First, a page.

On July 24, 1973, Casavant School District was disestablished and the lands from the Casavant district were consolidated with Vonda School District No. 1312 and Vonda Roman Catholic Separate School District No. 18.

Air Force Association of Canada No. 600 Wing

  • SCAA-PAS-F47
  • Entidad colectiva
  • 1949 - present

The Air Force Association of Canada was founded on 21 May 1948 to provide civilian community support to the Royal Canadian Air Force (RCAF), and to serve as a network for ex-airmen who had returned to civilian life. Branches or "wings" were formed in many cities across Canada. Initially, the association drew its membership from all ranks of the RCAF, and concentrated on military-based aviation initiatives. The association was re-organized in 1972 to include members of the civilian aviation community. Its activities focused on supporting aviation in Canada, preserving the traditions of the RCAF, working with air cadets, improving living conditions for servicemen, cooperating with other veterans associations, and promoting community-based service. Members have been active in other activities including the National Executive of the Association and the RCAF Benevolent Fund.

No. 600 (City of Regina) Wing received its charter on 5 January 1949. The Association's membership includes veterans of numerous squadrons such as No. 162 BR (Flying Boat) Squadron, which flew consolidated Cansos during the Second World War. As of July 1998, the Association had 103 members. The Association is closely affiliated with the 600 RCAF Veterans Association, which provides assistance to needy air force veterans and works to preserve air force history.

Canadian Cooperative Implements Limited, Regina

  • SCAA-PAS-F4
  • Entidad colectiva
  • 1940-1992

Canadian Co-operative Implements Ltd. was incorporated in September 1940 for the purpose of providing a viable alternative source of farm equipment to meet the needs of western Canadian farmers. The operating objectives of the Co-operative were to design and manufacture innovative farm machinery to meet the needs of western farmers, to research and develop new concepts in farm equipment that would reduce farm production costs and enhance agricultural profits, and to maintain a western Canadian retail marketing system consisting of Co-op Implements depots and independent dealers.

By 1941, there were 12,000 members. Near the end of the war, a factory was purchased in Winnipeg with assistance from the three prairie governments. In 1948, Co-op Implements was re-organized to include in its function the actual manufacturing of farm implements and a retail distribution organization with direct member involvement with depot locations throughout Saskatchewan, Manitoba, and Alberta.

The following is a summary of the significant events from the time the Company was established. In 1940 Co-op Implements was founded, initially with the intent to manufacture farm implements. In 1952 Co-op Implements began to establish its retail network of company owned and leased stores. In 1975 Co-op Implement's retail network reached a total of 68 stores. In 1985 Co-op Implements products lines, manufacturing rights, tooling, etc. were sold to Greenland N.V., the parent company of Vicon Inc. In 1987 Vicon Inc. entered into an investment and financing arrangement with Co-op Implements to provide the Company with financial backing.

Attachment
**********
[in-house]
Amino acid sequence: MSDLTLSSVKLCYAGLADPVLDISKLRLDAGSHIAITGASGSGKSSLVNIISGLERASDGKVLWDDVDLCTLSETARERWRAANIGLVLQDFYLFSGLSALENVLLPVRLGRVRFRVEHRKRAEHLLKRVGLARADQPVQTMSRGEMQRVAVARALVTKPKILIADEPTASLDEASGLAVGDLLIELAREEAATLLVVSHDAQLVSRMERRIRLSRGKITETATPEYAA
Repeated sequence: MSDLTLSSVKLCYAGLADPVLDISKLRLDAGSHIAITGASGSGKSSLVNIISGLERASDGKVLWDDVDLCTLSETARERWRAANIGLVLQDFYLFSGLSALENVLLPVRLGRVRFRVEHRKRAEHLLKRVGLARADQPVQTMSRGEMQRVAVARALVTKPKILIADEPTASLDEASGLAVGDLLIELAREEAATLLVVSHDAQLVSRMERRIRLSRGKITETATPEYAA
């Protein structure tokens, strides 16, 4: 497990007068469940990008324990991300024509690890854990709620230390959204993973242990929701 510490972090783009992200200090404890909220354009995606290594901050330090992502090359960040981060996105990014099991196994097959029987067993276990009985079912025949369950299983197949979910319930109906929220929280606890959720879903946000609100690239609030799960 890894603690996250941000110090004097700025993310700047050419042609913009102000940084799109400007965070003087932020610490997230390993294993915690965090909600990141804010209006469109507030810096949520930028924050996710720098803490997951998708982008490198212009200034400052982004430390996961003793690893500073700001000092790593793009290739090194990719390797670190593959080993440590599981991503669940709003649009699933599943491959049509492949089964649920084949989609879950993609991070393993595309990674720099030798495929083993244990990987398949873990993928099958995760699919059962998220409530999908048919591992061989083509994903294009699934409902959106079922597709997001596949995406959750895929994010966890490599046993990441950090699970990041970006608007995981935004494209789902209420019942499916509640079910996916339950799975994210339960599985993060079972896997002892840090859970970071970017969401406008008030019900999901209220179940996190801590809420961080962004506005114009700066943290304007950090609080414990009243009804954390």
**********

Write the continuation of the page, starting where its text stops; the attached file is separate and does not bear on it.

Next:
The Cooperative ceased operation in the early 1990's, and was struck off the register on April 7, 1997. Regina Depot was one of seventeen stores in Saskatchewan when the business was offered for sale in 1991.

Canadian Authors Association, Saskatchewan Branch

  • SCAA-PAS-F 610
  • Entidad colectiva
  • [1924?]-[1974?]

Saskatchewan members of the Canadian Authors Association first congregated in Regina in the early 1920s and soon began to conduct themselves as a Branch, although official status was not immediately forthcoming. It was probably officially constituted when seven professional writers were recruited and in good standing with the national organization, as per the Canadian Authors Association regulations. A small group of prominent authors would meet on the fourth Saturday of each month at the Regina Public Library, and as of 1924, Austin Bothwell was serving as President and Irene Moore of The Leader, as Secretary-Treasurer. Under their leadership an illustrated book, Saskatchewan: Her Infinite Variety, was published in 1925.

The Saskatchewan Branch remained focused in Regina. An offshoot of the Regina group also developed in Moose Jaw, where the most distinguished novelist at the time was Ethel Kirk Grayson, although today Joseph Schull is more well-known.

Western representation on the national board of the Canadian Authors Association soon became an irritant. With the war effort taking precedence in the 1940s, members opted to become war correspondents, or served on the Writers War Committee, an initiative fostered by the Canadian Authors Association national branch. The Regina branch opted to disband in 1944. In the post-war years, Mary Weekes, an author of historical books and participant in the Writers War Committee, became instrumental in reviving and guiding the group.

The Canadian Authors Association, and its associated branches, are viewed as providing the base for new, stronger organizations to emerge in the 1970s, which were quickly staffed with experienced writers and administrators, and benefited from being more specialized in function. The Writers Union of Canada took on labour-related issues, and regional Writers' Guilds began to emerge as groups that embraced amateurs. In Saskatchewan, the new Saskatchewan Arts Board's interest and funding became closely tied into the fledgling Saskatchewan Writers' Guild. The Canadian Authors Association Regina Branch reportedly folded in the early 1970s. Correspondence in the fonds suggest that former members of the Branch continued to ally themselves informally as late as 1980.